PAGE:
I've written a good deal about our shrinking privacy, and the Fourth Amendment in the past in connection with the internet and the NSA.
The latest comes in the form of an Executive Order, thus bypassing the up or down vote of the Congress, and will be added to the timelines of the most significant expansions of domestic surveillance in the modern era.
E.O. 12333 further erodes the barriers of between law enforcement surveillance and NSA spying. With access to the NSA’s intercepts, law enforcement could search Americans’ private information for evidence of criminality without going to a judge — a loophole privacy activists have called the “backdoor search loophole' - which is the inclusion of incidental data collected by the NSA and sharing it with law enforcement agencies.
You can read E.O. 12333 for yourselves here: https://icontherecord.tumblr.com/post/155766682978/fact-sheet-on-eo-12333-raw-sigint-availability . Superficially, everything seems to protect the rights of the citizen, but that ignores the past history of illegal acts by the NSA, and presumes they are now compliant with law: Just as we presumed that before the evidence they violated those laws.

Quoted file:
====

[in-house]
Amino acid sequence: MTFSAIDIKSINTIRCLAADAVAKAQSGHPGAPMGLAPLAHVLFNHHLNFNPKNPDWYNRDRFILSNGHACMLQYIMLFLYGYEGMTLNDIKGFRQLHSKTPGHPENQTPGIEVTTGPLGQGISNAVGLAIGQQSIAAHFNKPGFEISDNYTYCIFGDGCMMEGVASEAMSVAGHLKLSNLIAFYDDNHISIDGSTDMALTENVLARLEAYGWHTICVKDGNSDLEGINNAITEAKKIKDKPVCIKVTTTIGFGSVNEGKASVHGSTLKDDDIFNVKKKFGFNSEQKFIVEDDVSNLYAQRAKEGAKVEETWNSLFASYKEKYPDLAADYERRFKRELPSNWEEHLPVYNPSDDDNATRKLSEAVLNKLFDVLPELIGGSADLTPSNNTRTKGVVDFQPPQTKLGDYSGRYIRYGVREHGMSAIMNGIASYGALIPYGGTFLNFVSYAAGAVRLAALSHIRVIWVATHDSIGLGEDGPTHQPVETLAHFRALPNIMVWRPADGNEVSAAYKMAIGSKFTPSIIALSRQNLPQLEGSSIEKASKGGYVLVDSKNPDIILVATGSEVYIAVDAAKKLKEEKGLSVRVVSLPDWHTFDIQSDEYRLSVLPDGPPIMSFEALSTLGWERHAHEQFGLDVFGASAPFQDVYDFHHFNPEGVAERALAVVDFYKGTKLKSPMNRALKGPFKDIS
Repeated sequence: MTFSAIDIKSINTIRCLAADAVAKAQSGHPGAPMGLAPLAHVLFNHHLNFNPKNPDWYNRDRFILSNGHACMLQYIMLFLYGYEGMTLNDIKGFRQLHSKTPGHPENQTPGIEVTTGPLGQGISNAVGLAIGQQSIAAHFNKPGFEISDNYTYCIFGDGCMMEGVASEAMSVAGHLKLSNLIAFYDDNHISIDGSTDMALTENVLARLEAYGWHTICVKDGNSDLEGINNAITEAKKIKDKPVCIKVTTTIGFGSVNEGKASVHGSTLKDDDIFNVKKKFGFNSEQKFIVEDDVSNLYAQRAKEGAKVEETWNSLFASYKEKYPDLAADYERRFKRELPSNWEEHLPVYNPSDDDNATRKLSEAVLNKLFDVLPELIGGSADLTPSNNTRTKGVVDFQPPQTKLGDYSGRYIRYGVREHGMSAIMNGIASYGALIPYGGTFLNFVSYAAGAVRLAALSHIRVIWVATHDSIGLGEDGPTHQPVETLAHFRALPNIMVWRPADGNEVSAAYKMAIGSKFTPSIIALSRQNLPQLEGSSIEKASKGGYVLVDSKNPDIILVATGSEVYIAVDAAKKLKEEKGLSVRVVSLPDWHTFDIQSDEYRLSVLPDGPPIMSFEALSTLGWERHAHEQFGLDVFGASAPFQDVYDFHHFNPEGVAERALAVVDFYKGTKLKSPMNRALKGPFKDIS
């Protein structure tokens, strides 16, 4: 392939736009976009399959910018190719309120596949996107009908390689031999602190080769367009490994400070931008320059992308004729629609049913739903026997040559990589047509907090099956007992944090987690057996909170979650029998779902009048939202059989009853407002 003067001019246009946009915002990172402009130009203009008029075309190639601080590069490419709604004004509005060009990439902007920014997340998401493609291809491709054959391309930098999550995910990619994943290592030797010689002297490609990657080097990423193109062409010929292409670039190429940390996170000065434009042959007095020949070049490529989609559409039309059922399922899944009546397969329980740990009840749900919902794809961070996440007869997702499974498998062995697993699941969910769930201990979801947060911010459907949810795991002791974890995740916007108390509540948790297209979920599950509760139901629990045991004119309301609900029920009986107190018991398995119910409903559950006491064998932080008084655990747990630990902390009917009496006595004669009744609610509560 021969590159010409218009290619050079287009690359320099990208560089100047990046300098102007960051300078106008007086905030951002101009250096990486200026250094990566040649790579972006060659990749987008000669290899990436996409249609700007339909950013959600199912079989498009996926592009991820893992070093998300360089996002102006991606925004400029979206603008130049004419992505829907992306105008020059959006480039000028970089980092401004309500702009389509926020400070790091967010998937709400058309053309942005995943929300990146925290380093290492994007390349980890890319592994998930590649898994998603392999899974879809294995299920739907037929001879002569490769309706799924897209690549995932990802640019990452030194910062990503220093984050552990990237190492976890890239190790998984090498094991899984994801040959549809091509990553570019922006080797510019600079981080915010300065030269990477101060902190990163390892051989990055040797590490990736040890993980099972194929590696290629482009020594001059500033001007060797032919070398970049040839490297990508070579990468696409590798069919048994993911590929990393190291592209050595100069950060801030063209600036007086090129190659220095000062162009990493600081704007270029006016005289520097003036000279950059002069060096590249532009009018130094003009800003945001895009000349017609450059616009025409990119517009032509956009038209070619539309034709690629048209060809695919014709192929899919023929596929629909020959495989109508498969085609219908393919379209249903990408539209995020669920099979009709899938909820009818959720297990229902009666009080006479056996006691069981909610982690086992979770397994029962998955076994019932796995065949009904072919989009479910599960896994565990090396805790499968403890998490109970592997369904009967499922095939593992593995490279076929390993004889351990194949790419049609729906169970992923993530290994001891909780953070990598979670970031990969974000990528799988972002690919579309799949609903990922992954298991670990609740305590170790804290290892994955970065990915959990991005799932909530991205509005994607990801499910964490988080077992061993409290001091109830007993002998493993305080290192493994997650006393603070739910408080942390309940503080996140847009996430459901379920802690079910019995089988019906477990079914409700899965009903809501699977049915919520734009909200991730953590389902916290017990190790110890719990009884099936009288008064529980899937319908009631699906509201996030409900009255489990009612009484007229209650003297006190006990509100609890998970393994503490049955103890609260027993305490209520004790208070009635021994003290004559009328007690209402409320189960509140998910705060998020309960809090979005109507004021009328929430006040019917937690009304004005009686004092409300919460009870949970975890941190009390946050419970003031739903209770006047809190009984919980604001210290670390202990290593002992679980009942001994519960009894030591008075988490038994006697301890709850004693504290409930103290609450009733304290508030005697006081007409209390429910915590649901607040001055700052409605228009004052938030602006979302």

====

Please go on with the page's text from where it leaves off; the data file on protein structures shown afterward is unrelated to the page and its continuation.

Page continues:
Moreover, law enforcement's warrant requests have sky rocketed in the past ten years. Now? No need for those warrants, they just fill out a form and send it in. They don't risk a judge telling them "No, that's a fishing expedition." And that's outrageous.
Honestly, I care a great deal about the surveillance state we've become. The response, "Well, I'm honest so they can snoop my emails and phone calls as much as they want and it doesn't bother me." just doesn't cut it. Those rights to privacy are there for a very good reason. They keep us free. "Unreasonable" search and seizure means just that. Unreasonable means unreasonable and the Constitution says to the government, "No. You have to prove reasonable suspicion of wrong doing to a judge before you have a right to look/seize anything." That is supposed to keep them honest, and provides the citizen recourse: The right to demand to see the basis for the request to search/seize. If you wish to surrender that right for yourself, fine. You do not have the right to refuse it for me, as well.
I suggest you contact your Congressional representatives and demand they protect your (and their) privacy.